Virtual Edition of the 25th EHA Annual Congress
CD38 and Its Expanding Role as an Immunomodulator and Druggable Target
Several abstracts presented during the Virtual Edition of the 25th EHA Annual Congress focused on the use of CD38-directed therapy in various presentations of relapsed/refractory multiple myeloma. Daratumumab and isatuximab are both anti-CD38 monoclonal antibodies, but they recognize different epitopes on CD38 and also differ somewhat with respect to mechanisms of action.
Following the presentation, our featured expert, Paul G. Richardson, MD, was interviewed by Conference Reporter Editor-in-Chief Tom Iarocci, MD. Dr Richardson’s clinical perspectives on these data are presented here.
Paul G. Richardson, MD
Clinical Program Leader and Director of Clinical Research
“The CD38 mechanism is showing real benefit, and an interesting question is whether there will be differences in the pattern of disease control with isatuximab vs daratumumab, given that there are differences between these agents in epitope binding and complement activation."
The CD38 mechanism is showing real benefit, and an interesting question is whether there will be differences in the pattern of disease control with isatuximab vs daratumumab, given that there are differences between these agents in epitope binding and complement activation; there is also a direct apoptotic mechanism with isatuximab. These potential mechanistic differences may impact the biology of the disease in ways that remain to be seen, and as this relates to the potential for immunomodulatory antitumor effects with CD38-directed therapy, there is still much to be learned.
Last year, we were alerted to the striking success of the phase 3 CANDOR trial, with daratumumab in combination with carfilzomib and dexamethasone in the relapsed/refractory setting. Here, in the interim analysis of the phase 3 IKEMA trial (abstract LB2603), the addition of isatuximab to carfilzomib and dexamethasone resulted in a markedly improved progression-free survival (PFS) compared with carfilzomib and dexamethasone alone. Patients in this trial had received 1 to 3 prior lines of antimyeloma therapy. At a median follow-up of nearly 21 months, the median PFS was not yet reached for the isatuximab-containing arm, while the PFS was approximately 19 months in the arm receiving carfilzomib and dexamethasone alone. To me, it was particularly striking that approximately 70% of patients in the isatuximab-containing arm appeared to be progression free at the time of follow-up, which is particularly impressive in the relapsed and refractory settings. The tolerability profile was also favorable, with no signal for additional cardiovascular or renal toxicity with isatuximab.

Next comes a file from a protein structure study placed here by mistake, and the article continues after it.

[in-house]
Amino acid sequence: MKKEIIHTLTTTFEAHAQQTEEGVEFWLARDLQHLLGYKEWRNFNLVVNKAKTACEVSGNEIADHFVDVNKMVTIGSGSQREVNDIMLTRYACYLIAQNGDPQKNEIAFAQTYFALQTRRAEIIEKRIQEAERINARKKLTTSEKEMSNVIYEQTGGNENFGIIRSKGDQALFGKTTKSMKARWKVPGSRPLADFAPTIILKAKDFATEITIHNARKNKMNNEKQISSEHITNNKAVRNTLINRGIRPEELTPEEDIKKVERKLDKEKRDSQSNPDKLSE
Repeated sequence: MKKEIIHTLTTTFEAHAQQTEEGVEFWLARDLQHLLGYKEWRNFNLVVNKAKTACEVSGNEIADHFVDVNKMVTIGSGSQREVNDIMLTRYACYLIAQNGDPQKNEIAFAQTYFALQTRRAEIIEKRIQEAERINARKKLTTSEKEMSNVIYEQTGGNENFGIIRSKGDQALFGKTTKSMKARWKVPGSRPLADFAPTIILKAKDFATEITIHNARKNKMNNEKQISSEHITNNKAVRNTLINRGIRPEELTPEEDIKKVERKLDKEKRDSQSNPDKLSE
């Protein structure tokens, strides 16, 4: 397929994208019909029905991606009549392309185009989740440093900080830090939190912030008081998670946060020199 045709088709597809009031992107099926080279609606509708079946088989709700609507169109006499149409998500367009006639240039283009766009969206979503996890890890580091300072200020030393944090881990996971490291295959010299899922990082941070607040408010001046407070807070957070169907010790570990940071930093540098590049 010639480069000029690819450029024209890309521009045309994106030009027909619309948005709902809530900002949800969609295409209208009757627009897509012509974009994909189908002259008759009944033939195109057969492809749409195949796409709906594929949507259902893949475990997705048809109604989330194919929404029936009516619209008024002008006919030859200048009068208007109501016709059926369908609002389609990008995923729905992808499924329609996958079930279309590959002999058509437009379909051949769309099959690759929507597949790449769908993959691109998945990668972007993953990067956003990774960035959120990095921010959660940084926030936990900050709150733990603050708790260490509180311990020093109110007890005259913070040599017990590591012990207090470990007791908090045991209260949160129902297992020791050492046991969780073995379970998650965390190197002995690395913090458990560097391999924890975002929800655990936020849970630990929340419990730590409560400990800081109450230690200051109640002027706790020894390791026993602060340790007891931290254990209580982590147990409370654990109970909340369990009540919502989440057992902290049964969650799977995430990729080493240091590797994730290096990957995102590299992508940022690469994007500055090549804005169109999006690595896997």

Several important questions await further investigation, one of which relates to the use of isatuximab after relapse post daratumumab-based therapy in the upfront setting. I could see a treatment algorithm emerging in the future, where an isatuximab-carfilzomib–based combination might be used as the next regimen, based on these data. Another question becomes: Would you go straight to an isatuximab-based regimen or would you instead deploy it in a more syncopated fashion (eg, perhaps after using a B-cell maturation antigen–targeted approach)? Nevertheless, based on the IKEMA trial data, an isatuximab-carfilzomib–based platform is an attractive option after prior exposure to daratumumab.